Time To Think

You had lots of time to think during your PhD. You had plenty during your prep. You have enough in the viva.

Your examiners want you to consider, ponder, debate, reflect, examine, muse, propose – to think! – and then respond.

This doesn’t mean long silences, longer vivas or almost-impossible questions. Just enough time to think about something important.

Take time in your viva. It’s there for you to use.

Comfortable Silence

There are many reasons for silence in the viva:

  • A moment while a broadband router buffers in the background.
  • Time while a page is consulted or a note made.
  • Processing time while someone thinks through the implications of a comment.
  • Thinking time in a candidate’s mind while they prepare a response.

The latter might feel unnerving, but none of these could feel particularly comfortable. Silence invites speculation. Knowing possible reasons doesn’t dissolve fears, it simple gives you something else to wonder about.

Rehearsals help. A mock viva won’t be a way to learn your lines like a play, but can give you the confidence to be in that space. Silence is just silence. The reasons don’t matter in a way. The silence is the space between the discussion. You have to wait for it to pass, or use it to help you think.

Practise and get comfortable with the little moments of quiet that you’re sure to find in your viva.

Off The Topic

It’s not impossible that a question or comment could seem irrelevant to you. It’s not impossible you could start responding to a question but go off topic from the discussion. However it happens, if you experience any confusion because you need to talk about something unexpected:

Stop.

Pause.

Think.

Think about what’s being asked or discussed. Then decide how you can best proceed.

In the case of off-topic questions from examiners, you might really believe a question is irrelevant. Totally off-topic, completely unimportant. You could say that…

…but will that help? It might be better to explore the topic and try to respond as well as you can, to begin with. You could still say you don’t think it’s all that important afterwards, but perhaps give it a little time first.

Blank, During and Before

Going blank in the viva isn’t a big problem. The potential for it might feel worrying, but typically it doesn’t happen that much. If it does happen there are things you could do. You can take your time, you can think and something will come. Going blank doesn’t mean you’re not talented, it means you’re human.

Your viva isn’t a test of perfection.

If you go blank in the viva, sit with it, pause, relax and try again.

Going blank before the viva is also a small problem. If you realise you don’t know much about your examiners, or you’re unsure about the procedure for the viva, those are small problems. If you try to think about a certain chapter or theory and your brain doesn’t supply ideas, you have a small problem.

Small problems often have many solutions – generally either thinking, reading or asking.

If you go blank before the viva, ask yourself what could make it better, and the answer to that question will probably resolve things.

Not A Sprint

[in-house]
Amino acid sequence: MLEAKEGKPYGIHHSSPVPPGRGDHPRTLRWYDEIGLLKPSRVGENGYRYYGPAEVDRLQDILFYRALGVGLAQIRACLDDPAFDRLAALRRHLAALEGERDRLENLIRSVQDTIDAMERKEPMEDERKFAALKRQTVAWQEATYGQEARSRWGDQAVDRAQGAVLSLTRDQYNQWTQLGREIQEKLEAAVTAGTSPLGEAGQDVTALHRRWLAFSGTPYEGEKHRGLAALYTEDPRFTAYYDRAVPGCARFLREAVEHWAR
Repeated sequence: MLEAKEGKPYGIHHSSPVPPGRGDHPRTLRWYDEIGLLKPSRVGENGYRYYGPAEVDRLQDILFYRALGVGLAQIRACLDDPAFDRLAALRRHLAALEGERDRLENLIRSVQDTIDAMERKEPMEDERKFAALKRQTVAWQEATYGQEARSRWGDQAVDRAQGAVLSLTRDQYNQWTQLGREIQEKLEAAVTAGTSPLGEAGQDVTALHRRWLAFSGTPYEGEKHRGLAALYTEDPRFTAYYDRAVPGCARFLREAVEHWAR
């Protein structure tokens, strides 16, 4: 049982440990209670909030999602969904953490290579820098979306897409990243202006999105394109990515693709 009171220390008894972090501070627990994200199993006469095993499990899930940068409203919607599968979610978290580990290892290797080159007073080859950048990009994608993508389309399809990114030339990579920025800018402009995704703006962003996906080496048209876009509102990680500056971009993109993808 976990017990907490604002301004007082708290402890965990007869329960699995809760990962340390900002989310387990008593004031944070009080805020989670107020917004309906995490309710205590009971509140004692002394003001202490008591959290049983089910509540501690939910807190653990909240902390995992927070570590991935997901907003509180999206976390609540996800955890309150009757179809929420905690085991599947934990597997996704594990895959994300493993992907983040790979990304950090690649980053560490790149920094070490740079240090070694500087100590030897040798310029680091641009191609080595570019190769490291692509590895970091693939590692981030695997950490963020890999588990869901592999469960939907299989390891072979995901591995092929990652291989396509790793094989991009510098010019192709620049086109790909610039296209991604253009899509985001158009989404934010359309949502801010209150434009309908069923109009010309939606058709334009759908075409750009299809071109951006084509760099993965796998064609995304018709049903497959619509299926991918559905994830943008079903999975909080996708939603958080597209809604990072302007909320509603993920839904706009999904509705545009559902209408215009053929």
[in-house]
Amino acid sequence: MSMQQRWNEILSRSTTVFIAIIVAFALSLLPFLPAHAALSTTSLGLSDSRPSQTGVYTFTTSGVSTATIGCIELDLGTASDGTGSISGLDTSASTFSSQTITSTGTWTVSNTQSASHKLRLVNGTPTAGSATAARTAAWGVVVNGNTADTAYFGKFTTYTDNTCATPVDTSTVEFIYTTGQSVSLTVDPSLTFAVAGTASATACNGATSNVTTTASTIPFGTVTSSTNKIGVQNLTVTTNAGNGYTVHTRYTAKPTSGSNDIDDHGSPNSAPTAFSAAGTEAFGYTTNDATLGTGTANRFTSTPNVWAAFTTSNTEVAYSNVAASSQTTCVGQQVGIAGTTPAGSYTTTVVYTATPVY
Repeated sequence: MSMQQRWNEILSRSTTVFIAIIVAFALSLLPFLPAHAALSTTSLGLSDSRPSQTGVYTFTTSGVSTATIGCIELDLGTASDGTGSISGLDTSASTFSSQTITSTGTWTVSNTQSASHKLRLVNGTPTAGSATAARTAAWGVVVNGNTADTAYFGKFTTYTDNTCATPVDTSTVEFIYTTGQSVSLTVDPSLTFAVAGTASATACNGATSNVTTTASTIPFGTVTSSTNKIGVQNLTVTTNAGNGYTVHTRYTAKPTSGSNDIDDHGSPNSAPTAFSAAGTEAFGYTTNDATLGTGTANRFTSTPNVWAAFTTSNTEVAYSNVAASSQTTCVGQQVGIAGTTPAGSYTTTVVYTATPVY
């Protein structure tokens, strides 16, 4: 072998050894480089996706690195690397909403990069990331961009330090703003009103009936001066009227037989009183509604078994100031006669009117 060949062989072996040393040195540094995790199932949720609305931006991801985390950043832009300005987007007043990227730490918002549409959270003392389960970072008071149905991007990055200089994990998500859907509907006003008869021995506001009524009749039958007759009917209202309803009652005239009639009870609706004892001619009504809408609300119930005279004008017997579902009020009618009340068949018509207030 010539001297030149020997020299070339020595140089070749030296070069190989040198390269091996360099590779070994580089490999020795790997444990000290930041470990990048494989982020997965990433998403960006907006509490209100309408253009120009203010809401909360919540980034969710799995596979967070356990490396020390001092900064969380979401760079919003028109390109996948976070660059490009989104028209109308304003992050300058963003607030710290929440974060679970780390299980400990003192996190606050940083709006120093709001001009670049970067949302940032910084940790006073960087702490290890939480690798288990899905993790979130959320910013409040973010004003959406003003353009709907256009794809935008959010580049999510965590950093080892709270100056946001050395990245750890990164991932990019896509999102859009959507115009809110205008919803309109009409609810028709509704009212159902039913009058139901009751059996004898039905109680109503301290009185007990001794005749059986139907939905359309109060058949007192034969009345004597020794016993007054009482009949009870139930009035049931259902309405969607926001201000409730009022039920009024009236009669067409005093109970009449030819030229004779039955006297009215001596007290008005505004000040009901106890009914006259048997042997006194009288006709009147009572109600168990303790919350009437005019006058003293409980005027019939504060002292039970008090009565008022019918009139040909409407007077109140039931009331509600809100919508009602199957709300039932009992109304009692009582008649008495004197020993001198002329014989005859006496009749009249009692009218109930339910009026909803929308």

I got that advice a lot during my PhD. “It’s a marathon, not a sprint.” I had to pace myself for the long journey to success.

The viva’s not a sprint but it’s also not a marathon either. It’s not a race of any kind, you’re not being tested on how fast you answer but on how well you answer.

Don’t rush. Rushing to answer a question isn’t going to help you, your thesis or your research.

Pause. Breathe. It’s not a race, but the end of your journey is near.

Three Things Come Not Back

I remember my first lecture at university. Before Dr Gould started telling us about complex numbers he shared an old proverb he thought would help us as we started our degrees:

Three things come not back: the said word, the sped arrow and the missed opportunity.

He then urged us to make the most of our opportunities while we were at university, not to let things pass us by. I’m fond of this saying. It’s stuck with me for almost twenty years, and it resonates with me for viva advice too.

Think before you speak: pause before you answer a question. Make the most of your opportunities in the viva, both to show what you know and get ideas and insights from your examiners.

Thankfully there’s usually not any arrows flying around!

What If Something Goes Wrong?

Let’s be clear: it’s unlikely that something will “go wrong” in your viva.

Unlikely doesn’t matter though if you’re really worried now.

Unlikely really doesn’t matter if it’s happening on the day.

So what do you do?

  • Stop.
  • Take a breath.
  • Take a sip of water.
  • Ask a question.
  • Ask for a break.
  • Ask for time to think.
  • Think about what you can do. If you have an independent chair, talk to them.
  • If you don’t, talk to your internal.

Whatever it is, there’s a process. Just stop first. Then see what’s next. A pause might be enough to make you feel like you’re making too much of the situation. It may not be as wrong as you think.

But again, let’s be clear: it’s unlikely that something will go wrong in your viva. It’s unlikely because your examiners are up to the job and following an established process.

It’s unlikely because you are ready by that point. Your research is done, your thesis is done and you are ready and up to the task of discussing your work.